Are you an adrenaline junkie ready to conquer the killer workout sesh? Hold on for a second! You should first listen to your body and start working out slowly to stay away from a potentially life-threatening condition called rhabdomyolysis.

Rhabdomyolysis is a medical condition that occurs when muscle contents leak into the bloodstream. While the condition can affect anyone out there, people like beginners who are pushing their limits without proper guidance, or athletes who are training way too much without proper rest are more at risk.

The good news is that with proper knowledge and awareness, you can go a long way in safeguarding yourself against rhabdomyolysis. Staying informed about the signs and symptoms is important as they sometimes tend to manifest a few days later from the actual event.

When people work out, the muscles release a natural substance called creatine kinase (CK) into the bloodstream. But things can get tricky if the muscles also release other substances like potassium or myoglobin, which may cause complications, said Professor William Roberts, an expert in sports medicine.

"Almost anyone who works out to improve performance will release or leak some creatine kinase into the bloodstream, but this becomes a problem when the muscle cell releases contents like potassium or myoglobin, which causes complications," Roberts wrote in a piece on Runners World magazine.

Rhabdomyolysis, or "Rabdo," is a rare but serious complication that happens during intense workouts. Muscles release creatine kinase into the bloodstream naturally. Athletes with bigger muscles may have slightly higher CK levels. But the problem comes when muscle cells release substances like potassium and myoglobin. Too much myoglobin can harm the kidneys, possibly leading to kidney failure. Also, muscle contents in the blood can disrupt clotting, causing spontaneous bleeding.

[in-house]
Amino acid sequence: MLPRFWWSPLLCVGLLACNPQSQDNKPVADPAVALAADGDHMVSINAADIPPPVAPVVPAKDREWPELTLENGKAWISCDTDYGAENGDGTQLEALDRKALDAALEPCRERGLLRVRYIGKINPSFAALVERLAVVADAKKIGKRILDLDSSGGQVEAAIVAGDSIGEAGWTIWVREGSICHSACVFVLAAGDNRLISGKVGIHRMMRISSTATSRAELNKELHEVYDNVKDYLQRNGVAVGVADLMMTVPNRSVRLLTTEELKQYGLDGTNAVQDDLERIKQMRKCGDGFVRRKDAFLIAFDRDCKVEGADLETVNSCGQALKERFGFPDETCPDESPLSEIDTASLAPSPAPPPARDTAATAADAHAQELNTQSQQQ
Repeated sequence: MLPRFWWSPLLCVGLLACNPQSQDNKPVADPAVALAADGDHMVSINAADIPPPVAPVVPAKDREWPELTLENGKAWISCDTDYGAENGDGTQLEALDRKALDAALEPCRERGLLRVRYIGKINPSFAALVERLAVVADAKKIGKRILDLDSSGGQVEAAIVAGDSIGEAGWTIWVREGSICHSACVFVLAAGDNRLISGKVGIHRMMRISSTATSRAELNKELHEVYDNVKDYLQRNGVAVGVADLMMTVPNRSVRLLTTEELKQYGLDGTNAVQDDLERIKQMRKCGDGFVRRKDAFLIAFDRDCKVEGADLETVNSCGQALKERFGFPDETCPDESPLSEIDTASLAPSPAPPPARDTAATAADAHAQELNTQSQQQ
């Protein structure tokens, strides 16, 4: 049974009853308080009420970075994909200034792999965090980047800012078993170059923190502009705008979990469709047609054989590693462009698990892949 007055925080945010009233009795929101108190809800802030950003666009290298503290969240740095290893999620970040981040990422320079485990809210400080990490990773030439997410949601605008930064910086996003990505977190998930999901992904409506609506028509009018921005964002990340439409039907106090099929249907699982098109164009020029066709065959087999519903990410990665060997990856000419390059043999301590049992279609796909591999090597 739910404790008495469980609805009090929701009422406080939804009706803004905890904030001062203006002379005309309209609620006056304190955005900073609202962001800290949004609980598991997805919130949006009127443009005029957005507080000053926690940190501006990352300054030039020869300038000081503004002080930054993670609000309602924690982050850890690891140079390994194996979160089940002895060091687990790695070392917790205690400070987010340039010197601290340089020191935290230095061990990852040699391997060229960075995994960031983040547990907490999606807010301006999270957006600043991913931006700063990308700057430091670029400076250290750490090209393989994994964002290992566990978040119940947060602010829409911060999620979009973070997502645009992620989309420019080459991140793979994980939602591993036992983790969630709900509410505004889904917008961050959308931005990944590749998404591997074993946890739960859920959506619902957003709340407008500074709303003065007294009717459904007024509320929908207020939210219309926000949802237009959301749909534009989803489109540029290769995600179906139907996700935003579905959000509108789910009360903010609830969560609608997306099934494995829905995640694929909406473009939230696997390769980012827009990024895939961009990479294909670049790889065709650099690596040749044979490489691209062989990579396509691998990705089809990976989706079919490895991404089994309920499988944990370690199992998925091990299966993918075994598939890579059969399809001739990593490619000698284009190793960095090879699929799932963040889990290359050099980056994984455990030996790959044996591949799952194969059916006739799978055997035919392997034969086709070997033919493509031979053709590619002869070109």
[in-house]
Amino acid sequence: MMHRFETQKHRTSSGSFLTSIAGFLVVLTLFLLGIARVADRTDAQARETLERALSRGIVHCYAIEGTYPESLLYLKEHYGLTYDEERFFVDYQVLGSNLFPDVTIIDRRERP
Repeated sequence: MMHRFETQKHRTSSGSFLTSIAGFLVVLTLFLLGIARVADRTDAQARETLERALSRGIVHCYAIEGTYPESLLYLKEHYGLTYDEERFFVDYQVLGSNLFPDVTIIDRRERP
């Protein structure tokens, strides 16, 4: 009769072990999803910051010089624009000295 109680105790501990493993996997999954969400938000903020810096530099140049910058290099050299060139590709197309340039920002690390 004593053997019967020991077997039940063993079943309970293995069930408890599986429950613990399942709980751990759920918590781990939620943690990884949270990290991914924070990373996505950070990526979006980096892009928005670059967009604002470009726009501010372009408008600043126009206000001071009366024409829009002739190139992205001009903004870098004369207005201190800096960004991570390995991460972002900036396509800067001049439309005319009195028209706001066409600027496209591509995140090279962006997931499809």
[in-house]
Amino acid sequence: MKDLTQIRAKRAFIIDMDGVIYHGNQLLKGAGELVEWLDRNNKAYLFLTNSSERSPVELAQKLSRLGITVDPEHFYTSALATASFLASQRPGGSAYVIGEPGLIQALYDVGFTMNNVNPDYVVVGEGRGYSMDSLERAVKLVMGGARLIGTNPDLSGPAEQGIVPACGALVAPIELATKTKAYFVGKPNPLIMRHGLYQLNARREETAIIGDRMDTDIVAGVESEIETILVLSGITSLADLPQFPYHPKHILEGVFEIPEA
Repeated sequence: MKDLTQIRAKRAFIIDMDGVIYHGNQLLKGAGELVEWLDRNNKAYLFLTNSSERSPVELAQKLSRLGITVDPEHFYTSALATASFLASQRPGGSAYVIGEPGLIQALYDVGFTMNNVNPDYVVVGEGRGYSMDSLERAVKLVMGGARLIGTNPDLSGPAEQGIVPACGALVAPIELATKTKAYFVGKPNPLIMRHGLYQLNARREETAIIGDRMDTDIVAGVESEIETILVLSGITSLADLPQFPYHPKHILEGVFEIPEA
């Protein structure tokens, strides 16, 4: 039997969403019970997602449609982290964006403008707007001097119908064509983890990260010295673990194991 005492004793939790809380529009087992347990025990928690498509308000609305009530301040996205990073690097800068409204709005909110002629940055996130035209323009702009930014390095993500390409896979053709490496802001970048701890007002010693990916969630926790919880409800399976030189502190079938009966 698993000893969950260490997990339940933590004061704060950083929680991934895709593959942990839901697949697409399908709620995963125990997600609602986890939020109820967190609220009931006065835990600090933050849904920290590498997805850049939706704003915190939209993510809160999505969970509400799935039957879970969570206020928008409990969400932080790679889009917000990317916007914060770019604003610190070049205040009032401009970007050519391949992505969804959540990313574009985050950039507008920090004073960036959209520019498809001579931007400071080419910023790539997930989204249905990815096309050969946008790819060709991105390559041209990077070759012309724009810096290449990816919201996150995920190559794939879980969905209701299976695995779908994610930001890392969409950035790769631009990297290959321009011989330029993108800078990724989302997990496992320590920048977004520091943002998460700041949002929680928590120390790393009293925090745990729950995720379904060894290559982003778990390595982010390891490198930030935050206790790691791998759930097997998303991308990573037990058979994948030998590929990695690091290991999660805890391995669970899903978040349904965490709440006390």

The causes of rhabdomyolysis can vary, but intense exercise is a big worry. To stay safe and have a healthy fitness journey, it's essential to find a balance, take time to recover properly, and be aware of any warning signs.

Here are a few signs to watch out for while hitting the gym:

  • Muscle swelling: One of the common symptoms of "rhabdo" is muscle swelling. The swelling occurs due to the release of toxic components like myoglobin and potassium from the damaged muscles into the bloodstream.
  • Dark-colored urine: The urine color changes because high levels of the red-pigmented protein myoglobin, released from damaged muscles, are dumped into the blood and eventually excreted in the urine.
  • Soreness: Rhabdomyolysis can lead to inflammation and significant muscle cell death. Muscle soreness occurs after intense exercise due to minor muscle damage.